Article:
Re:- Toyokuni II:- facts and fiction


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Posted by Dan McKee on May 25, 2003 at 06:36:46:

In Reply to: Re:- Toyokuni II:- facts and fiction posted by Theo de Kreijger on May 25, 2003 at 02:55:18:

Hi Theo,

Wow, great post. I enjoyed the reference prints and the ideas. I think you are right on in saying that (from the economic side too :>) artists had an interest in striking out and claiming original ground. My resistance is really to the way the Western conception of the individual artist has been applied so unthoughtfully to Japan, and especially to ukiyo-e, where the idea of the pioneering genius driven by some inner need for original expression just doesn't work.

But on the Toyokuni II Mitate Chushingura group you've put together here (very impressive) I'm not sure I'm clear on the reasons for the conclusions you are making in regard to them. First, I have to say that though I agree they are compositionally exceptions to most of Toyokuni II's work, they still seem to me to suffer from many of the same flaws as the hackwork. The figures are still stock Utagawa school, just larger than in the triptychs, their positioning not always clear or convincing, the coloring unthoughtful and a bit cloying. Over all, to me these seem to lack the drama and psychologically driven compositions/coloring of the work of the first Toyokuni, who I really enjoy (despite all the bad things written about him.)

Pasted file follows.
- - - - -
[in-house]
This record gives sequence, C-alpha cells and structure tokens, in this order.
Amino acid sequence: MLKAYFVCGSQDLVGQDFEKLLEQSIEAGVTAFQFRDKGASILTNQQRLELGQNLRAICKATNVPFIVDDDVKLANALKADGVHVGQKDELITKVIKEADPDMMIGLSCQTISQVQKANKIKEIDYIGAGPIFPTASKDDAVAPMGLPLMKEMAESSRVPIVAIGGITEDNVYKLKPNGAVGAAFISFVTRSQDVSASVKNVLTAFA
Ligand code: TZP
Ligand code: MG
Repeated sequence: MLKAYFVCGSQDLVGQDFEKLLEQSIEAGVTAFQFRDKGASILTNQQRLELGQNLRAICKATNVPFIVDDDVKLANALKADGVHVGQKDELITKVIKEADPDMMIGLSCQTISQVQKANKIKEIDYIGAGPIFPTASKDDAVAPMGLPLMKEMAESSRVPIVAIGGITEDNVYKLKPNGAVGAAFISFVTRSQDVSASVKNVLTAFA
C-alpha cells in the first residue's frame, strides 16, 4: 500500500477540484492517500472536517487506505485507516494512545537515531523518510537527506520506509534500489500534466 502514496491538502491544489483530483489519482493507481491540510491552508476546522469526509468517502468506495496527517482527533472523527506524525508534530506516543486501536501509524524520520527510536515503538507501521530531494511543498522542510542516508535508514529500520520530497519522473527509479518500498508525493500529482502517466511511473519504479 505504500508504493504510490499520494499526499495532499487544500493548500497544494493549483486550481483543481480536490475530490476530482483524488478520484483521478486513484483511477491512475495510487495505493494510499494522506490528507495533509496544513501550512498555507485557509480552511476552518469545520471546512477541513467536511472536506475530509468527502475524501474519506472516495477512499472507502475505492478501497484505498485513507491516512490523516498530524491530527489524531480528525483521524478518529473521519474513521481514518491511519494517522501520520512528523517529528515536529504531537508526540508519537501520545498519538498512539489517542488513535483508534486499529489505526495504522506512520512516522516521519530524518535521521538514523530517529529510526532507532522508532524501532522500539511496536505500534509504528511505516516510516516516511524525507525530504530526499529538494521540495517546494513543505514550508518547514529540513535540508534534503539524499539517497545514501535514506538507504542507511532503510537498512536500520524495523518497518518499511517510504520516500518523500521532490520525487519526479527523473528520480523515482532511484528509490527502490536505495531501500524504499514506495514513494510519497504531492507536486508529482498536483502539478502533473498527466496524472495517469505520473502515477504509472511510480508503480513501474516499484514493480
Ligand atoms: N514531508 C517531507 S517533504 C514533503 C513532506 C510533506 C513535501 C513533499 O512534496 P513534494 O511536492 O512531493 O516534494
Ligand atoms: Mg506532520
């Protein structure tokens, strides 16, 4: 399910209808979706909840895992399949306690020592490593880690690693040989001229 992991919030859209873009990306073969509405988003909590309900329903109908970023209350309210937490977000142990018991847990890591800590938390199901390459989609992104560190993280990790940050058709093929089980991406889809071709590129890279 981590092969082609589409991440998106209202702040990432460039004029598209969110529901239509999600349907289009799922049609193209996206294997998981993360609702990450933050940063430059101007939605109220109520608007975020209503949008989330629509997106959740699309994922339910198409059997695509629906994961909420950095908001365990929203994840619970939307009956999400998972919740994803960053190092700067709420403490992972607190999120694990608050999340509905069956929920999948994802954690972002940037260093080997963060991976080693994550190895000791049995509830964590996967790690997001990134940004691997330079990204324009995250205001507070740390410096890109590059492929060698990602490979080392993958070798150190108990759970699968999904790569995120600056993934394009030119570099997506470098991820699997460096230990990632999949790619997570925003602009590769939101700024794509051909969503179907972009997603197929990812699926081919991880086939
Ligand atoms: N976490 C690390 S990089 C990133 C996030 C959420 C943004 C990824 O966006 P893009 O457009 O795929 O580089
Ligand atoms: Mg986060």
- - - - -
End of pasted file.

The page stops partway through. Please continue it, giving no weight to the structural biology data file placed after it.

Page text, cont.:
Toyokuni I also made some very striking double bust portraits at the turn of the 19th century. Compare this one to the Toyokuni II examples, and I think you'll see what I mean about the defects of II. Look at the way these figures fill the compositional space, seemingly about to spill out into real life. Look at the lines and the compositional vortex that pulls the eyes to the center and the figures' faces. II has borrowed the technique of placing characters in the same space at different heights to set them off, but without any of the drama. The Sadakuro scene is my favorite of the 3 you posted for drama and composition, but I found the others a bit dull.

This is just one person's opinion (and to each their own) and you should by all means enjoy the prints that appeal to you. But I'm trying to understand how you are reaching the conclusion that these particular prints separate "II" from Kunisada (if unsigned, they would immediately have brought Kunisada's name to my mind) or from Toyokuni I. Neither the style nor the compositions seem to clearly distinguish him.

One other comment: since these are titled "Mitate Chushingura" I think it more likely that they are based on imaginary pairings of actors than actual portraits from the stage. If the actors did appear together in 1833, and this series was based on that performance, the "mitate" would have to be on something else. But perhaps the 1833 performance was a mitate come to life!

Best wishes,
Dan

P.S. Do you have images of the Asahina surimono from the Ward collection (#33 and #37)?


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